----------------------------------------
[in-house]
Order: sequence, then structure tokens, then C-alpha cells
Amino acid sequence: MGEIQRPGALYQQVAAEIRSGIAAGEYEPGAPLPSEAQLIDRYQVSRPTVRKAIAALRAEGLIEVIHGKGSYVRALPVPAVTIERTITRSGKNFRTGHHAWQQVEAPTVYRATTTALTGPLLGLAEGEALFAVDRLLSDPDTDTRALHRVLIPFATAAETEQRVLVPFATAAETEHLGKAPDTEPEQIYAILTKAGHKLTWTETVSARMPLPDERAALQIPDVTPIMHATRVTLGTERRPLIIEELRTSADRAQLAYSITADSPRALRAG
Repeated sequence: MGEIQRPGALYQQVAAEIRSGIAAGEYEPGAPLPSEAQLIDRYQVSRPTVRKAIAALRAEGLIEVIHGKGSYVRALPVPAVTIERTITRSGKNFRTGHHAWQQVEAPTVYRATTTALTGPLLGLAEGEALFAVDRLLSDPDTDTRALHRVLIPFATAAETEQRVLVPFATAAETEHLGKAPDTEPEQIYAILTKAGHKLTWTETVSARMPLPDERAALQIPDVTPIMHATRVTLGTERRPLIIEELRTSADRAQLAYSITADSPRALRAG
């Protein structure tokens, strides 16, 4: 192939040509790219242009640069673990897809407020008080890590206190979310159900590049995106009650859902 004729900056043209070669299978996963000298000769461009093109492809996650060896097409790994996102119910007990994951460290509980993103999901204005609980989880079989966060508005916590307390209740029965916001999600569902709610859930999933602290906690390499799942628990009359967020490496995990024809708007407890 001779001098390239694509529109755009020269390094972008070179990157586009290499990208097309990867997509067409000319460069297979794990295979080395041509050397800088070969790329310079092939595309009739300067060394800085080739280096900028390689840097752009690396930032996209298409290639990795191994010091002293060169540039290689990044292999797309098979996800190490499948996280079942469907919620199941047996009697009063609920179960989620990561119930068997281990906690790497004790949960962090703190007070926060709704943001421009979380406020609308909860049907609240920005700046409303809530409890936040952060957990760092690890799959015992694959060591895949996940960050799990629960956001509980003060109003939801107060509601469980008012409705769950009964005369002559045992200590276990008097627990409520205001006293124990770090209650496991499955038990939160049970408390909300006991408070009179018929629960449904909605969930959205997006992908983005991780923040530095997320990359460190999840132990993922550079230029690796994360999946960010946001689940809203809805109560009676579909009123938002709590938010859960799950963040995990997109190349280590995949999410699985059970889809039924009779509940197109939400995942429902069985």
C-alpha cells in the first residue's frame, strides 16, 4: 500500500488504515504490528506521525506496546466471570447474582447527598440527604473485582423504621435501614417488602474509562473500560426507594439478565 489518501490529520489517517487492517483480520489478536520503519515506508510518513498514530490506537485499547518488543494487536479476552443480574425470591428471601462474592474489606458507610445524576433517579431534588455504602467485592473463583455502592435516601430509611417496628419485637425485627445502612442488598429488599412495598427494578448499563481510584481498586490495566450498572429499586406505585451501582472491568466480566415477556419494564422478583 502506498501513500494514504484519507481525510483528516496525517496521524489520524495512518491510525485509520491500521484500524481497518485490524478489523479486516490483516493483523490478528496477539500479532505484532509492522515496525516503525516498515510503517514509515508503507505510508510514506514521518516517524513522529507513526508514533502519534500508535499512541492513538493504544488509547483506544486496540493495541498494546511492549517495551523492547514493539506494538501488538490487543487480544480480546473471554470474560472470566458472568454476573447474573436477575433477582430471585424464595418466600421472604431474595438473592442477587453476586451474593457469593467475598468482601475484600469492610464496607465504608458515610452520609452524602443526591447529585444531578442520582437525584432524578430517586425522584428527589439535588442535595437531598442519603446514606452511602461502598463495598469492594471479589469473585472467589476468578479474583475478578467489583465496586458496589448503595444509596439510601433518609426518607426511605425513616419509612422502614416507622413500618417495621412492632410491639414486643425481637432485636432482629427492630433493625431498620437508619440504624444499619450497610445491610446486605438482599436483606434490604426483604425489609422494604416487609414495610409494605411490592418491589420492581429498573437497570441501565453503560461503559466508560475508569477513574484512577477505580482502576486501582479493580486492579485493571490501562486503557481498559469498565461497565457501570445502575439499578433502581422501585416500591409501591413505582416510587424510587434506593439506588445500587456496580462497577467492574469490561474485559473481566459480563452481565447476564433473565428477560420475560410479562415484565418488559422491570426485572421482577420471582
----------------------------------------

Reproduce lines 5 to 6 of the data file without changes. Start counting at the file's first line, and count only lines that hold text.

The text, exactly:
């Protein structure tokens, strides 16, 4: 192939040509790219242009640069673990897809407020008080890590206190979310159900590049995106009650859902 004729900056043209070669299978996963000298000769461009093109492809996650060896097409790994996102119910007990994951460290509980993103999901204005609980989880079989966060508005916590307390209740029965916001999600569902709610859930999933602290906690390499799942628990009359967020490496995990024809708007407890 001779001098390239694509529109755009020269390094972008070179990157586009290499990208097309990867997509067409000319460069297979794990295979080395041509050397800088070969790329310079092939595309009739300067060394800085080739280096900028390689840097752009690396930032996209298409290639990795191994010091002293060169540039290689990044292999797309098979996800190490499948996280079942469907919620199941047996009697009063609920179960989620990561119930068997281990906690790497004790949960962090703190007070926060709704943001421009979380406020609308909860049907609240920005700046409303809530409890936040952060957990760092690890799959015992694959060591895949996940960050799990629960956001509980003060109003939801107060509601469980008012409705769950009964005369002559045992200590276990008097627990409520205001006293124990770090209650496991499955038990939160049970408390909300006991408070009179018929629960449904909605969930959205997006992908983005991780923040530095997320990359460190999840132990993922550079230029690796994360999946960010946001689940809203809805109560009676579909009123938002709590938010859960799950963040995990997109190349280590995949999410699985059970889809039924009779509940197109939400995942429902069985």
C-alpha cells in the first residue's frame, strides 16, 4: 500500500488504515504490528506521525506496546466471570447474582447527598440527604473485582423504621435501614417488602474509562473500560426507594439478565 489518501490529520489517517487492517483480520489478536520503519515506508510518513498514530490506537485499547518488543494487536479476552443480574425470591428471601462474592474489606458507610445524576433517579431534588455504602467485592473463583455502592435516601430509611417496628419485637425485627445502612442488598429488599412495598427494578448499563481510584481498586490495566450498572429499586406505585451501582472491568466480566415477556419494564422478583 502506498501513500494514504484519507481525510483528516496525517496521524489520524495512518491510525485509520491500521484500524481497518485490524478489523479486516490483516493483523490478528496477539500479532505484532509492522515496525516503525516498515510503517514509515508503507505510508510514506514521518516517524513522529507513526508514533502519534500508535499512541492513538493504544488509547483506544486496540493495541498494546511492549517495551523492547514493539506494538501488538490487543487480544480480546473471554470474560472470566458472568454476573447474573436477575433477582430471585424464595418466600421472604431474595438473592442477587453476586451474593457469593467475598468482601475484600469492610464496607465504608458515610452520609452524602443526591447529585444531578442520582437525584432524578430517586425522584428527589439535588442535595437531598442519603446514606452511602461502598463495598469492594471479589469473585472467589476468578479474583475478578467489583465496586458496589448503595444509596439510601433518609426518607426511605425513616419509612422502614416507622413500618417495621412492632410491639414486643425481637432485636432482629427492630433493625431498620437508619440504624444499619450497610445491610446486605438482599436483606434490604426483604425489609422494604416487609414495610409494605411490592418491589420492581429498573437497570441501565453503560461503559466508560475508569477513574484512577477505580482502576486501582479493580486492579485493571490501562486503557481498559469498565461497565457501570445502575439499578433502581422501585416500591409501591413505582416510587424510587434506593439506588445500587456496580462497577467492574469490561474485559473481566459480563452481565447476564433473565428477560420475560410479562415484565418488559422491570426485572421482577420471582